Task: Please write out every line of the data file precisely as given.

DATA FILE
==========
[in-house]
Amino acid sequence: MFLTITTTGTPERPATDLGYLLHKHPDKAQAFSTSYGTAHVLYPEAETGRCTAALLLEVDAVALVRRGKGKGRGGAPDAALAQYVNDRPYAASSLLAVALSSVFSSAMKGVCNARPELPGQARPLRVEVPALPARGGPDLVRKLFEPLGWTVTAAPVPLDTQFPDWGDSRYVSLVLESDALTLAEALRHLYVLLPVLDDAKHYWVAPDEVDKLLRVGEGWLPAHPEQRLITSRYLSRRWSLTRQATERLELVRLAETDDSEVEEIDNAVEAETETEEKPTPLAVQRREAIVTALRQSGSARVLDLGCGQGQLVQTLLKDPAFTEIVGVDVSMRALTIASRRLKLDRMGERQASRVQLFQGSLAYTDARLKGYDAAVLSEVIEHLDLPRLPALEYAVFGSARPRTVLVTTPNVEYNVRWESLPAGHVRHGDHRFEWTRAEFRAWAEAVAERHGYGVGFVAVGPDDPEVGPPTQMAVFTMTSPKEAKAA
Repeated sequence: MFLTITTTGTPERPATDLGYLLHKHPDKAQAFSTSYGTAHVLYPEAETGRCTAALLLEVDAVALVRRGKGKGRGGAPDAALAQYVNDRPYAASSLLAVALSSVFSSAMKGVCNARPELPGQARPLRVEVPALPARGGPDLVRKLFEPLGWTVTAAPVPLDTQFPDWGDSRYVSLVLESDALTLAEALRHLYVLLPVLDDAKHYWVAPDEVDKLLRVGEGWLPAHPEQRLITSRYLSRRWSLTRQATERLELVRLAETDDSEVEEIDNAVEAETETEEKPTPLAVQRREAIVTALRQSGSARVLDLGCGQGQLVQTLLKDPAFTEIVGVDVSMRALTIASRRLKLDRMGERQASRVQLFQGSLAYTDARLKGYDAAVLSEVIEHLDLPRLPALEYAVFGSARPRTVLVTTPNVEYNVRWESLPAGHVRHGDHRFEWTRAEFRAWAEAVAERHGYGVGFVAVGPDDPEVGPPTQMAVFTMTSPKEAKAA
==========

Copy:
[in-house]
Amino acid sequence: MFLTITTTGTPERPATDLGYLLHKHPDKAQAFSTSYGTAHVLYPEAETGRCTAALLLEVDAVALVRRGKGKGRGGAPDAALAQYVNDRPYAASSLLAVALSSVFSSAMKGVCNARPELPGQARPLRVEVPALPARGGPDLVRKLFEPLGWTVTAAPVPLDTQFPDWGDSRYVSLVLESDALTLAEALRHLYVLLPVLDDAKHYWVAPDEVDKLLRVGEGWLPAHPEQRLITSRYLSRRWSLTRQATERLELVRLAETDDSEVEEIDNAVEAETETEEKPTPLAVQRREAIVTALRQSGSARVLDLGCGQGQLVQTLLKDPAFTEIVGVDVSMRALTIASRRLKLDRMGERQASRVQLFQGSLAYTDARLKGYDAAVLSEVIEHLDLPRLPALEYAVFGSARPRTVLVTTPNVEYNVRWESLPAGHVRHGDHRFEWTRAEFRAWAEAVAERHGYGVGFVAVGPDDPEVGPPTQMAVFTMTSPKEAKAA
Repeated sequence: MFLTITTTGTPERPATDLGYLLHKHPDKAQAFSTSYGTAHVLYPEAETGRCTAALLLEVDAVALVRRGKGKGRGGAPDAALAQYVNDRPYAASSLLAVALSSVFSSAMKGVCNARPELPGQARPLRVEVPALPARGGPDLVRKLFEPLGWTVTAAPVPLDTQFPDWGDSRYVSLVLESDALTLAEALRHLYVLLPVLDDAKHYWVAPDEVDKLLRVGEGWLPAHPEQRLITSRYLSRRWSLTRQATERLELVRLAETDDSEVEEIDNAVEAETETEEKPTPLAVQRREAIVTALRQSGSARVLDLGCGQGQLVQTLLKDPAFTEIVGVDVSMRALTIASRRLKLDRMGERQASRVQLFQGSLAYTDARLKGYDAAVLSEVIEHLDLPRLPALEYAVFGSARPRTVLVTTPNVEYNVRWESLPAGHVRHGDHRFEWTRAEFRAWAEAVAERHGYGVGFVAVGPDDPEVGPPTQMAVFTMTSPKEAKAA